And if smart people did work at McDonalds, their intelligence and education still wouldn't be a complete waste. They'd still probably be better citizens, run the restaurant better, and maybe get my order right every once in a while. And who knows, maybe one of them would someday revolutionize the food service industry with innovative new ideas.

        • Re: (Score:3, Interesting)

          by mctk (840035)
          Insightful? Really? Usually for satire, you use the Funny mod. Either myself or the mods are misunderstanding, but I'll respond anyways because this commonly heard quote has *layers* of stupidity. First, the simplest. If everyone was smart, *no one* would work at McDonald's because everyone would realize what shit food it is and stop eating there.

          Is this actually an argument for the promotion of ignorance? No, it's not. It's a way for us to confirm our belief in the American Meritocracy. I don't w
      • Re: (Score:3, Interesting)

        by b0r1s (170449)

        Personally, I put the blame less on fundamentalists and more on decreasing importance of education in the home.

        There are dozens of examples (single mothers with multiple jobs and multiple kids who just don't have time to parent, illegal immigrants raising kids that accept no-skill jobs as manual labor as sufficient for a lifetime instead of working to get an education and work in a skilled field), but the basic problem is that kids don't believe that they need a real education to live.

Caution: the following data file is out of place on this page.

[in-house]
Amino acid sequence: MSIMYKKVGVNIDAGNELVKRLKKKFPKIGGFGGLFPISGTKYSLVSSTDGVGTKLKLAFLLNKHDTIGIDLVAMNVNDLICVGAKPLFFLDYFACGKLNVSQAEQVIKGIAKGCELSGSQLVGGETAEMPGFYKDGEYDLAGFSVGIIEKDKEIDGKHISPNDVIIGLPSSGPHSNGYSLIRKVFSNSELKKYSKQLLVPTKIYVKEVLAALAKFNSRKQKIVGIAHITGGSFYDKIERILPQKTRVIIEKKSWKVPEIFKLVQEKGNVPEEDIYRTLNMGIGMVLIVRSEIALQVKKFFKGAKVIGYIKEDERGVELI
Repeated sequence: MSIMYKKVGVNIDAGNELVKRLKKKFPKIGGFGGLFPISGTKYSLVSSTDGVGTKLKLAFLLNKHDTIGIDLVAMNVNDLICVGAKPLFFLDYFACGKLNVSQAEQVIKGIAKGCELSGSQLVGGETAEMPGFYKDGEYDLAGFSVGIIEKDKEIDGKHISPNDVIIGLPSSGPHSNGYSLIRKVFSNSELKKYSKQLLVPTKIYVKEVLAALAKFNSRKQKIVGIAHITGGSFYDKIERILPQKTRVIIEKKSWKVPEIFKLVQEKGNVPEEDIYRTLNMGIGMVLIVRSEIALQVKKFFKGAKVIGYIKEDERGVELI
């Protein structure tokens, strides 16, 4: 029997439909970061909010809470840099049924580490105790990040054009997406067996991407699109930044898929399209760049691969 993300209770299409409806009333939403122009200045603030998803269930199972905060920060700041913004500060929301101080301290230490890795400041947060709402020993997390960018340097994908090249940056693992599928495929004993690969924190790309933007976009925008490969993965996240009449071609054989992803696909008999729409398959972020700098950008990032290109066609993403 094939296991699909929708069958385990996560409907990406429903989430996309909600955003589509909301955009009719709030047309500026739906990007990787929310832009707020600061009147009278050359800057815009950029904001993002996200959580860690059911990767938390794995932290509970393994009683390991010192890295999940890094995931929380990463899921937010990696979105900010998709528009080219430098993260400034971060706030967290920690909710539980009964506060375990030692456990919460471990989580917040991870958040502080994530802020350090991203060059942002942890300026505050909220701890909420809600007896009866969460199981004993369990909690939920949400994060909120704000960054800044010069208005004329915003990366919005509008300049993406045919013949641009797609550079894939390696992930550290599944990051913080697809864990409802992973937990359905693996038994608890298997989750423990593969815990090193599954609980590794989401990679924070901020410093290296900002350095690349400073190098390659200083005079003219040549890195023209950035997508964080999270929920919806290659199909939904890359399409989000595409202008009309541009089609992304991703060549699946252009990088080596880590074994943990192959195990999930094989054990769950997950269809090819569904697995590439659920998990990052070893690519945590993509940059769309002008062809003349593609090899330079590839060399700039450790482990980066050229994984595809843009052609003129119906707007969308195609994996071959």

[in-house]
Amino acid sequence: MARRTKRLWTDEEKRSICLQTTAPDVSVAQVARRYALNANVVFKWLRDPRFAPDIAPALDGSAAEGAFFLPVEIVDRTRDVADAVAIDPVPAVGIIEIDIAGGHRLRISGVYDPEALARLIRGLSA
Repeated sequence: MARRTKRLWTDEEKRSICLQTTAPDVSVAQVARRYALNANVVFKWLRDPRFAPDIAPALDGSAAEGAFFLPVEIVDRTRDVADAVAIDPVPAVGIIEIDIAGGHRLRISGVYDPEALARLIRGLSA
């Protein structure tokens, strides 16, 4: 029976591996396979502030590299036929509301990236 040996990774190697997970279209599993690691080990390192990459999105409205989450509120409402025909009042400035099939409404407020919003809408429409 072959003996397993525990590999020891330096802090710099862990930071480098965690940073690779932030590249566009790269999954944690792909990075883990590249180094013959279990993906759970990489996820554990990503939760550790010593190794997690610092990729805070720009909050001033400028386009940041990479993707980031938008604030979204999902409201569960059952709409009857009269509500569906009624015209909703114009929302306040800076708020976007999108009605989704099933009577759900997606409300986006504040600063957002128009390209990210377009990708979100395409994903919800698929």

• Re: (Score:3, Insightful)

          by uncqual (836337)
          Agreed...

          However, I think it's unfair to specifically single out these groups without including what seems to me to be a "lax" attitude by parents (including college educated parents) in middle-class homes where the kid's great-grandparents (or earlier) lived in the US (having immigrated or having been born in the US). In the public middle-class schools these kids go to, parents complain that poor Jason just doesn't have enough time after school for all his activities and his life is so stressful so the
      • by mh1997 (1065630) on Friday June 19, 2009 @01:52PM (#28393491)

        and most of them can be traced to certain groups (*cough*fundamentalists*cough*) waging a 30 year war on public education, and people refusing to see and treat education as what it is: an investment in the future national security and economic stability of the united states.

        American education was designed to fail. Read the book (it's free online) The Underground History of American Education by John Taylor Gatto. He is a former New York State and New York City Teacher of the Year

        http://www.johntaylorgatto.com/underground/

      • by megamerican (1073936) on Friday June 19, 2009 @01:58PM (#28393595)

        Before you troll and bash "fundamentalists" with no proof you should read a few books on why education in the US is in the state we now see.

        The Deliberate Dumbing Down of America [deliberate...ngdown.com] By Charlotte Iserbyt

        An Underground History of Education [johntaylorgatto.com] by John Gatto

        Or read the Dodd Report [scribd.com] to the Reece Committee which investigated Tax Free Foundations in the early 1950's.

      • and most of them can be traced to certain groups (*cough*fundamentalists*cough*) waging a 30 year war on public education

        Depends on what you mean by fundamentalists. Honestly, I have my doubts you can trace all our problems back to creationists and prudes. You'd have to get the market fundamentalists, the "one curriculum to bind them all" fundamentalists, the Fabians, the Rothschilds, the Rockafellers, and probably more in there to get a really good idea of why we've ended up so mixed up.

        That said: I got a

      • Re: (Score:3, Interesting)

        by jacoby (3149)

        Of course, that group has a higher percentage than average of home-schoolers.